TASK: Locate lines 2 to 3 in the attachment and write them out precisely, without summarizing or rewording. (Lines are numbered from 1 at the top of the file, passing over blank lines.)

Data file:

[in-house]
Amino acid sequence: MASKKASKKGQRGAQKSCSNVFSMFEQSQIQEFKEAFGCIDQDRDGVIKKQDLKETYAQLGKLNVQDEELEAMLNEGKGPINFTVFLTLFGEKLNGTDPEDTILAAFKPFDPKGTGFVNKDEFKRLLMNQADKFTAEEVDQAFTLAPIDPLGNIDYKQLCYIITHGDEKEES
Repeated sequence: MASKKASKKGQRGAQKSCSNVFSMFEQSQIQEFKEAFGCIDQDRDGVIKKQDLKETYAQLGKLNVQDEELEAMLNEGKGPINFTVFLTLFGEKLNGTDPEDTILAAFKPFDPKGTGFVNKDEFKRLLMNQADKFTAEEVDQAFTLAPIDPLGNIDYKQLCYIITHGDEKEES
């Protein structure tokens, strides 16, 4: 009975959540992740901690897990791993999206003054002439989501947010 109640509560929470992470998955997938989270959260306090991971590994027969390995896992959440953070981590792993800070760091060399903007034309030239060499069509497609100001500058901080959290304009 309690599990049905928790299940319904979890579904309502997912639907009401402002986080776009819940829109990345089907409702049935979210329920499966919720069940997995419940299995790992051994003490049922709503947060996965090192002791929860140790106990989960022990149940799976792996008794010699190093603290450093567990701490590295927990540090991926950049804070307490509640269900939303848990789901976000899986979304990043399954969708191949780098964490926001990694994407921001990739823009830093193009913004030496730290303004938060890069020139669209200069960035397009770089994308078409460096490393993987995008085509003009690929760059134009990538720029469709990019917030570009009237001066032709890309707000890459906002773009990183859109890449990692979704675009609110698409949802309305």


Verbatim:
Amino acid sequence: MASKKASKKGQRGAQKSCSNVFSMFEQSQIQEFKEAFGCIDQDRDGVIKKQDLKETYAQLGKLNVQDEELEAMLNEGKGPINFTVFLTLFGEKLNGTDPEDTILAAFKPFDPKGTGFVNKDEFKRLLMNQADKFTAEEVDQAFTLAPIDPLGNIDYKQLCYIITHGDEKEES
Repeated sequence: MASKKASKKGQRGAQKSCSNVFSMFEQSQIQEFKEAFGCIDQDRDGVIKKQDLKETYAQLGKLNVQDEELEAMLNEGKGPINFTVFLTLFGEKLNGTDPEDTILAAFKPFDPKGTGFVNKDEFKRLLMNQADKFTAEEVDQAFTLAPIDPLGNIDYKQLCYIITHGDEKEES